Carson Wants 'Flexibility' from Congress on Forthcoming Proposals to End Veteran Homelessness
WASHINGTON – Veterans Affairs Secretary Robert Wilkie told PJM he’s been “amazed” by the attention President Donald Trump has given to him regarding solutions to opioid addiction, metal health and homelessness among veterans.
Wilkie, who has led the VA since July, joined Housing and Urban Development Secretary Ben Carson recently to announce a drop in the number of homeless veterans in the United States. According to HUD’s latest Annual Homeless Assessment Report, “the total number of reported veterans experiencing homelessness in 2018 decreased 5.4 percent since last year, falling to nearly half of the number of homeless veterans reported in 2010.” In total, “37,878 veterans experienced homelessness in January 2018, compared to 40,020 reported in January 2017.”
The Obama administration had set a goal to end veteran homelessness by the end of 2015. PJM asked both Carson and Wilkie if the Trump administration has set a similar goal.
“The goal, obviously, is to get homelessness under control in this country for veterans and for non-veterans, for everybody. It’s a major focus; the Interagency Council has therefore been reinvigorated,” Carson said on the conference call with Wilkie and U.S. Interagency Council on Homelessness Executive Director Matthew Doherty. “The date would be as soon as possible.”
When asked what HUD and the VA need from Congress and the White House to combat veteran homelessness, Carson said, “What we need from Congress, obviously, is their cooperation. We’re going to be coming up with various programs and various proposals – we are going to need flexibility in order to be able to carry those things out, so we just need a cooperative sprit from both sides of the aisle.”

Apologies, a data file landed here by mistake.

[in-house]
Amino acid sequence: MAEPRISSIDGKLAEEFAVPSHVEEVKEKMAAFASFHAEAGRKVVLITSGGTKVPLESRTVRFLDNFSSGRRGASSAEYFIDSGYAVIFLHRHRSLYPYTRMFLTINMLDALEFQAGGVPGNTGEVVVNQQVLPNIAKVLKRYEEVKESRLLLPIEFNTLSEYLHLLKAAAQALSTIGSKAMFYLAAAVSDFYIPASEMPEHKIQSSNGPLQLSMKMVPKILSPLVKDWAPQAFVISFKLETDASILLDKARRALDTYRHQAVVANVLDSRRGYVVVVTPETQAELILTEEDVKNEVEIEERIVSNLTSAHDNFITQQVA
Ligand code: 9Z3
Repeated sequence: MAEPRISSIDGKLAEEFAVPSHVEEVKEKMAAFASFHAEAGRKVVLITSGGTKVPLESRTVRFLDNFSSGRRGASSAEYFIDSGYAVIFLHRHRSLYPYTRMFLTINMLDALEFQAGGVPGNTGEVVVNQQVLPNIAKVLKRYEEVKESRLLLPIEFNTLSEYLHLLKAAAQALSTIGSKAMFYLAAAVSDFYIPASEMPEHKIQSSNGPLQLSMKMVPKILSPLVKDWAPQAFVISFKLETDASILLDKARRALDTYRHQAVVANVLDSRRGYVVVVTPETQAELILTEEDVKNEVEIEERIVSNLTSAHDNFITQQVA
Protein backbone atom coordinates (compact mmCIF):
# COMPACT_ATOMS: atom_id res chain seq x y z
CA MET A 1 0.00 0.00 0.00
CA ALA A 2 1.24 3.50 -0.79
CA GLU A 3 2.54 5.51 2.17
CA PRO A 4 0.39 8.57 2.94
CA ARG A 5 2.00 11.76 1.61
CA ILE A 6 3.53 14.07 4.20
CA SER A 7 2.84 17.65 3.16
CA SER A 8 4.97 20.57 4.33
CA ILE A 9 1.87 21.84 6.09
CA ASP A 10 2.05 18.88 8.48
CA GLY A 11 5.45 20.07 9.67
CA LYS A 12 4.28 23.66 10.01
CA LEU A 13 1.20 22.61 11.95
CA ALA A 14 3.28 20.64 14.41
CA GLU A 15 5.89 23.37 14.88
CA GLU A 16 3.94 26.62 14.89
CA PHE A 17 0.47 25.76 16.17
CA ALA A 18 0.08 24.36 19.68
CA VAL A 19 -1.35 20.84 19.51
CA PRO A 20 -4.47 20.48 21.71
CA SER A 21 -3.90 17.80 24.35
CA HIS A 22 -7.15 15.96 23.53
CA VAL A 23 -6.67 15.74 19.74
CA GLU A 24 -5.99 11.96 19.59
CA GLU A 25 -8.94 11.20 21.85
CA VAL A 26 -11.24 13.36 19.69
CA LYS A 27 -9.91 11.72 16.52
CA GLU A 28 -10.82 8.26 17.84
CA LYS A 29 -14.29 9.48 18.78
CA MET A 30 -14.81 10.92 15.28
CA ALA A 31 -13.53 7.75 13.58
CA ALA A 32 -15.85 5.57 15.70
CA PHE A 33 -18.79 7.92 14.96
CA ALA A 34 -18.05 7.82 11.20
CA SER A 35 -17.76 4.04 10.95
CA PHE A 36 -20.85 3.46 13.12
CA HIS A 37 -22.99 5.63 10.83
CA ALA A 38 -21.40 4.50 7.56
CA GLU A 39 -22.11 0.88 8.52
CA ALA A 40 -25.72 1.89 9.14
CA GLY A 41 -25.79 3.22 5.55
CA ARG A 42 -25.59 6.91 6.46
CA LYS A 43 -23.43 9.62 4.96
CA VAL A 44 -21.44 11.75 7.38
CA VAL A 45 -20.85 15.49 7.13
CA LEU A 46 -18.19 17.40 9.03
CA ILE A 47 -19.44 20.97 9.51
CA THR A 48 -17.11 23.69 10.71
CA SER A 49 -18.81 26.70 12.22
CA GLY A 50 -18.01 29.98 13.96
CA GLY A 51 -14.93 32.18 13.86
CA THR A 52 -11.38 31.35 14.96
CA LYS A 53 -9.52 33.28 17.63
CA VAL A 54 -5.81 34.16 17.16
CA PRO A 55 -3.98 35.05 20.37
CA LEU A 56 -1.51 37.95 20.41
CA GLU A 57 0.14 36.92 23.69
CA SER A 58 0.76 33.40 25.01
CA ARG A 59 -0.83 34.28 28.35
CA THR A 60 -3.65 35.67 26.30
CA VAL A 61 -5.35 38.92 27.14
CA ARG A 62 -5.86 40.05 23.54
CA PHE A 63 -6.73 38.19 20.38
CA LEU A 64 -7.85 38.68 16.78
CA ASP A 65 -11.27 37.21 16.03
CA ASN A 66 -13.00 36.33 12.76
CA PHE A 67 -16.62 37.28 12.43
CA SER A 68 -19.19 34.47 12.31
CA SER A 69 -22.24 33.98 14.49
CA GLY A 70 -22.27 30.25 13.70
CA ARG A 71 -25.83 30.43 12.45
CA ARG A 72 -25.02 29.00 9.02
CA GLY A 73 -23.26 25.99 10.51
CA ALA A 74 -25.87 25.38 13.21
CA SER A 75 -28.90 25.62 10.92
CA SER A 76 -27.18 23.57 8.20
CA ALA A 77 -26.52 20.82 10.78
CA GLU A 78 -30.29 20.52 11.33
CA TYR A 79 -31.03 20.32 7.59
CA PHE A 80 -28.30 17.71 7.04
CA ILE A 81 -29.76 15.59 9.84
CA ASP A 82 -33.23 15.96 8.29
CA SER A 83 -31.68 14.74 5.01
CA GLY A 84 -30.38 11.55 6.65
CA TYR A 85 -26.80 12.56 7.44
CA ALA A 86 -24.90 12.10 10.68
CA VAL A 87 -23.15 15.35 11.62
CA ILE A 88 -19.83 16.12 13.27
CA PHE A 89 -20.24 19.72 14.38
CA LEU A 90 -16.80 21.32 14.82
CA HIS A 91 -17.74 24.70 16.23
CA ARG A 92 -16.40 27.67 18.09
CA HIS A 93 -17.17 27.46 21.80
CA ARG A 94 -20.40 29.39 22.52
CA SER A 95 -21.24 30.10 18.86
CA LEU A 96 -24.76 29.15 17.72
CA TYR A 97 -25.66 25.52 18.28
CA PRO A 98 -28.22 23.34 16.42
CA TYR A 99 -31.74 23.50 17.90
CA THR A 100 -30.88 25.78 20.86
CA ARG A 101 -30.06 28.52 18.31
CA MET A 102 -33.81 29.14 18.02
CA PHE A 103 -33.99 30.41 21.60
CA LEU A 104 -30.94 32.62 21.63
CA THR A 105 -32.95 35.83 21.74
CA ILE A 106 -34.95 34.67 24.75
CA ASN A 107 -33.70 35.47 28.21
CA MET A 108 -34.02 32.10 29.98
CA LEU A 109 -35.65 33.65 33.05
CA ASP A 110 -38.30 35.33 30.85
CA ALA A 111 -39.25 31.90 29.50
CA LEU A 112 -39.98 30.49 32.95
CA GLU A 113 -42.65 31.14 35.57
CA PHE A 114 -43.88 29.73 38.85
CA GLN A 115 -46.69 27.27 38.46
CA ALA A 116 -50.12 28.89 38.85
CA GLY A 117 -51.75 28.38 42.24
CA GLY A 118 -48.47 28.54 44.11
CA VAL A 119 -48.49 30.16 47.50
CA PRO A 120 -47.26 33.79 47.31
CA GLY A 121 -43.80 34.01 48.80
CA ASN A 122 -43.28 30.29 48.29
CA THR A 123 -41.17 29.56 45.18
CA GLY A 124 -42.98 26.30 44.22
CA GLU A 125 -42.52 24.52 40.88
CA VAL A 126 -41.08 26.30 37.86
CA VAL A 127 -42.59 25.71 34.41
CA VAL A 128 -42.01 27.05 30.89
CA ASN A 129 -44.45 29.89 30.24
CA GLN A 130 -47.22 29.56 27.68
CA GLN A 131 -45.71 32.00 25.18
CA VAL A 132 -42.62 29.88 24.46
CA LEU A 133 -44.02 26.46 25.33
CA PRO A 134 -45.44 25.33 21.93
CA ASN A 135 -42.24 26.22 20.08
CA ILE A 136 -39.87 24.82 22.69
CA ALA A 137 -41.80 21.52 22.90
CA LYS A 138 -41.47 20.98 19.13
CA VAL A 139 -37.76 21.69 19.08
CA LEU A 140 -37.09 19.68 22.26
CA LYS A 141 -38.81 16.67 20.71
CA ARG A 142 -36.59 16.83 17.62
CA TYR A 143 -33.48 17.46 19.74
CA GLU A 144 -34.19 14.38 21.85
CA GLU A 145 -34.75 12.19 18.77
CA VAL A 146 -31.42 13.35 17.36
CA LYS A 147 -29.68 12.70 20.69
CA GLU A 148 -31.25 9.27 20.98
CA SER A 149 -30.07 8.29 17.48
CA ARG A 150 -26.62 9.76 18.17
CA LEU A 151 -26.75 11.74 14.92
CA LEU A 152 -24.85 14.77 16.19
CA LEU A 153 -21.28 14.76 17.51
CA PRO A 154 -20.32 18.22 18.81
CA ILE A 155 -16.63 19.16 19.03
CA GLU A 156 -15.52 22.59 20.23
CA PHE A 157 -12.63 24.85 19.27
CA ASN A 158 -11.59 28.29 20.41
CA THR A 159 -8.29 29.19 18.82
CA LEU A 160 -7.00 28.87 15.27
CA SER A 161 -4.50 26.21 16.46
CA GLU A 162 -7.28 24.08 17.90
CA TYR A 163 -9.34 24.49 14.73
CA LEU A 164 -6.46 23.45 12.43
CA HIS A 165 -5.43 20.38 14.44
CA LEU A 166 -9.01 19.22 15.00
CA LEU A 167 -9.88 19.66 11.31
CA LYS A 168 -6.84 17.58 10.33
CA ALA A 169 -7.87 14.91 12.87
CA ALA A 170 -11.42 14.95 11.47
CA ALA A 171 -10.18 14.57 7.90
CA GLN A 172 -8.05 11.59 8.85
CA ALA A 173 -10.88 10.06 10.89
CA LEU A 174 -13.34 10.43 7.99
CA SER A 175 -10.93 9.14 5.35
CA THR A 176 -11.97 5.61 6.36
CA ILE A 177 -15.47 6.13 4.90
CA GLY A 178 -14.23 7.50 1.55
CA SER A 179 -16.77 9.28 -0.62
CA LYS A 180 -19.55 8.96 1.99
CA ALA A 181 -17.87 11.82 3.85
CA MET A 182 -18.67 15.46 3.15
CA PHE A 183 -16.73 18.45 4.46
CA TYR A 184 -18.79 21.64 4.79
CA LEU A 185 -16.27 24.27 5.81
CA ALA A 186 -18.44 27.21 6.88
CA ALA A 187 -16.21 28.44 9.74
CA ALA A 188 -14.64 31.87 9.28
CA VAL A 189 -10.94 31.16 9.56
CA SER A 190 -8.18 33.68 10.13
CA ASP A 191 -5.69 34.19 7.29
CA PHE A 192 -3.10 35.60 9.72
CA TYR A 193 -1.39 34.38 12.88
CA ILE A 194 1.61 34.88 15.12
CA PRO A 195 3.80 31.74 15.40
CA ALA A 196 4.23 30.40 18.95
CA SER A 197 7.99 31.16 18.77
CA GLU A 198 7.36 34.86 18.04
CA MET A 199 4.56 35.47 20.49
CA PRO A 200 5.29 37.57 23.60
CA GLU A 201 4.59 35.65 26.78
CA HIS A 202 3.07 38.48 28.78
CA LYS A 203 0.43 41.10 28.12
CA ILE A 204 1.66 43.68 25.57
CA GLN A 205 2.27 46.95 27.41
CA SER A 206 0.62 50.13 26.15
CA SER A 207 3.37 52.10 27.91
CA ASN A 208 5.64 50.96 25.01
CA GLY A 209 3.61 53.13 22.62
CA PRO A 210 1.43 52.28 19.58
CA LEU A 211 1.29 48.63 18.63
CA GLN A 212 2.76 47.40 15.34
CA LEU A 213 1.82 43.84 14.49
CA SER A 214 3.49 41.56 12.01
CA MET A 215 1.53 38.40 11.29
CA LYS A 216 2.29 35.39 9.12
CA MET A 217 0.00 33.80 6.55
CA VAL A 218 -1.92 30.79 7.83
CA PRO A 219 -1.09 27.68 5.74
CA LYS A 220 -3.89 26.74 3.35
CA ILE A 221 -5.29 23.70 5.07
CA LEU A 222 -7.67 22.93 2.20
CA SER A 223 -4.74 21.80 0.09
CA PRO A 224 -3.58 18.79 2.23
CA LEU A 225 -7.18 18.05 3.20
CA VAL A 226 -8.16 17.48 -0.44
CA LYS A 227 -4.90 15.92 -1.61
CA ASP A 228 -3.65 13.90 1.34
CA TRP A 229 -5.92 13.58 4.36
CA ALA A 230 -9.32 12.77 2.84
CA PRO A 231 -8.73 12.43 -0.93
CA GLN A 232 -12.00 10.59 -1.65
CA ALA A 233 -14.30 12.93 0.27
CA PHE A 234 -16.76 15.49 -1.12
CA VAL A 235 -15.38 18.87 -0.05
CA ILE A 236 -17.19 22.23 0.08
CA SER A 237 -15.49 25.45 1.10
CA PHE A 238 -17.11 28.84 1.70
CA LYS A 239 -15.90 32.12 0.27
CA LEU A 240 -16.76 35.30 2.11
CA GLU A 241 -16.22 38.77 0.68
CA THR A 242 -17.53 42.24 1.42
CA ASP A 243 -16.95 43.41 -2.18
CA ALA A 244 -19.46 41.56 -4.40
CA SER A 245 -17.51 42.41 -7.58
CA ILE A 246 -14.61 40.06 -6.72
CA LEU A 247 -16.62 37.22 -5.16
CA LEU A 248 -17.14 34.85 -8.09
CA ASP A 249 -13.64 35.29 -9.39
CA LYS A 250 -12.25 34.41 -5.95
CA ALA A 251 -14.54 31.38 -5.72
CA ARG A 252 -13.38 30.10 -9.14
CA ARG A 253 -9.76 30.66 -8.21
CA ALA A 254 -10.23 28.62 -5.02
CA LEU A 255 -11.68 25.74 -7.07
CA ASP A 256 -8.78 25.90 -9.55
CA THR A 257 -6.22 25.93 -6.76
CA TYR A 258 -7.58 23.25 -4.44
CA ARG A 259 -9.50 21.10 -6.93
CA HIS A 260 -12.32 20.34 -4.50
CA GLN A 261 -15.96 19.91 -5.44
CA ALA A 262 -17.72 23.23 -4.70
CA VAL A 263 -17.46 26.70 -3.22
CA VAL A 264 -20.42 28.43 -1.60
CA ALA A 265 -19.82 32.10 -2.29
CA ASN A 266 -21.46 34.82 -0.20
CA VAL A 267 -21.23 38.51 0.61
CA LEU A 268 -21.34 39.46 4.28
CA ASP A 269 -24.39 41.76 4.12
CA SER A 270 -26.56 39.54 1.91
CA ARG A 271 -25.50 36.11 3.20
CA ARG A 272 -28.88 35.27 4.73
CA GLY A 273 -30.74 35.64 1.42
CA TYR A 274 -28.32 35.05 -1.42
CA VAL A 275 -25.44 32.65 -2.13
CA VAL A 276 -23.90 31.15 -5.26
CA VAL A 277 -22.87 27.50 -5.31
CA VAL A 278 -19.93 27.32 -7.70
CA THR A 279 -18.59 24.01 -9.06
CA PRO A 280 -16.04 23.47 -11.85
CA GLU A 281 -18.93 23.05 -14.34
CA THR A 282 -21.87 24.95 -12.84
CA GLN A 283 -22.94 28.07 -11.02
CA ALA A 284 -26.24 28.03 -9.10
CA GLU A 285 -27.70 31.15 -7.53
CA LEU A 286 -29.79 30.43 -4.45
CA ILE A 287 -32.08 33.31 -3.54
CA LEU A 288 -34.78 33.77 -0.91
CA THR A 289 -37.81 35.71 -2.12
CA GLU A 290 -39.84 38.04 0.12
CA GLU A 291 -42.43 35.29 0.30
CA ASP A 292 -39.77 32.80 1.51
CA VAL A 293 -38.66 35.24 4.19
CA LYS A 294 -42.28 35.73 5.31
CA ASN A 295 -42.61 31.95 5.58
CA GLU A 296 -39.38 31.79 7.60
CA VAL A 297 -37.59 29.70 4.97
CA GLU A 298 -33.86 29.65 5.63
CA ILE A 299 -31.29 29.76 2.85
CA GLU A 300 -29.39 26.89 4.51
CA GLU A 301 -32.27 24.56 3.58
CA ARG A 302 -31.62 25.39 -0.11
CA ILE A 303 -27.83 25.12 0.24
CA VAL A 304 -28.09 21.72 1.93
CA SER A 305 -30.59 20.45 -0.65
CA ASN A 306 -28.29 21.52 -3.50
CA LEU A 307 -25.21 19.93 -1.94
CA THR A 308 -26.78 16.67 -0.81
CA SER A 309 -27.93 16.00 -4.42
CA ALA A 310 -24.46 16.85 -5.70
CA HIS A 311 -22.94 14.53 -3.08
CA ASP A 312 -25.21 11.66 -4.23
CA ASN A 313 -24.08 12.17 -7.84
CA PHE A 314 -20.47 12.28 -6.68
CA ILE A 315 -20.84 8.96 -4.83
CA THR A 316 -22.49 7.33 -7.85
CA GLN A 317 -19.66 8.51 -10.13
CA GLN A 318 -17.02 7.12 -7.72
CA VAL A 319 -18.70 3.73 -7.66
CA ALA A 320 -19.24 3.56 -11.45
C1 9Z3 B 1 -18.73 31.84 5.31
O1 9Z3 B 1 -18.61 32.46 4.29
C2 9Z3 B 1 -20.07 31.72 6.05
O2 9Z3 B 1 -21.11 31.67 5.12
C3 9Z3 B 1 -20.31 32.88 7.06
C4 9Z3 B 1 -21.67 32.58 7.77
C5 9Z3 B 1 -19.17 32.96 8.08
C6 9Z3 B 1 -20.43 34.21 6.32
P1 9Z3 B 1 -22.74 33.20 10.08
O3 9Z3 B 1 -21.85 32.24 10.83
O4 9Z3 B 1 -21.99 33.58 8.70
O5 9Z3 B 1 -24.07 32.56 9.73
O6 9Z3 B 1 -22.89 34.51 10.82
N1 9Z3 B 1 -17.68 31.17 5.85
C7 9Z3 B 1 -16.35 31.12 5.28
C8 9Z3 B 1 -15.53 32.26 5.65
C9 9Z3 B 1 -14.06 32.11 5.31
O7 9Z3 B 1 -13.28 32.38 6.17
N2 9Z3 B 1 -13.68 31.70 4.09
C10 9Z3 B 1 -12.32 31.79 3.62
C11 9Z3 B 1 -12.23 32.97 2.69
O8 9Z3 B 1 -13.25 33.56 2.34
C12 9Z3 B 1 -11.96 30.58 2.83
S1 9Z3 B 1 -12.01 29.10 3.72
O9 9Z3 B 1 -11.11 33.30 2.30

Wilkie agreed with Carson’s statements and expressed confidence in the White House following through on its “commitment” to veterans.
“In my brief tenure, I’ve been amazed at the attention the president has given to me as the secretary of the VA, and he’s focused really on three specific issues regarding veterans: homelessness, opioids and metal health. And, again, I go back to my first answer, they are all part of the continuum, and homelessness in many cases being a byproduct of problems with those other issues I just raised,” he said.
“I have absolute confidence in the commitment from the White House in addressing the issue and it’s an amazing study in America… it’s not a one-size-fits-all homelessness crisis. The issues in Alaska are very different from the issues in West Los Angeles, which are different from the issues here in New Orleans. As long as we understand those nuances, I think we can get a better handle on addressing the issues nationwide,” Wilkie added.
Carson said the Trump administration’s timeline to end veteran homelessness is “as soon as possible.”
“I don’t think I can be more specific than that, but we’re obviously very much concentrating on this. I have to say it’s been wonderful working with Secretary Wilkie and with some of the other agencies as we focus on this particular problem,” he said.
Despite the recent drop in the number of homeless veterans overall, Doherty said the population of homeless veterans is rising in larger cities like Los Angeles.
“It’s something we are certainly working on and paying a lot of attention to and providing assistance to those communities,” Dougherty said on the conference call. “But in the majority of communities, we’re seeing a decline in veteran homelessness.”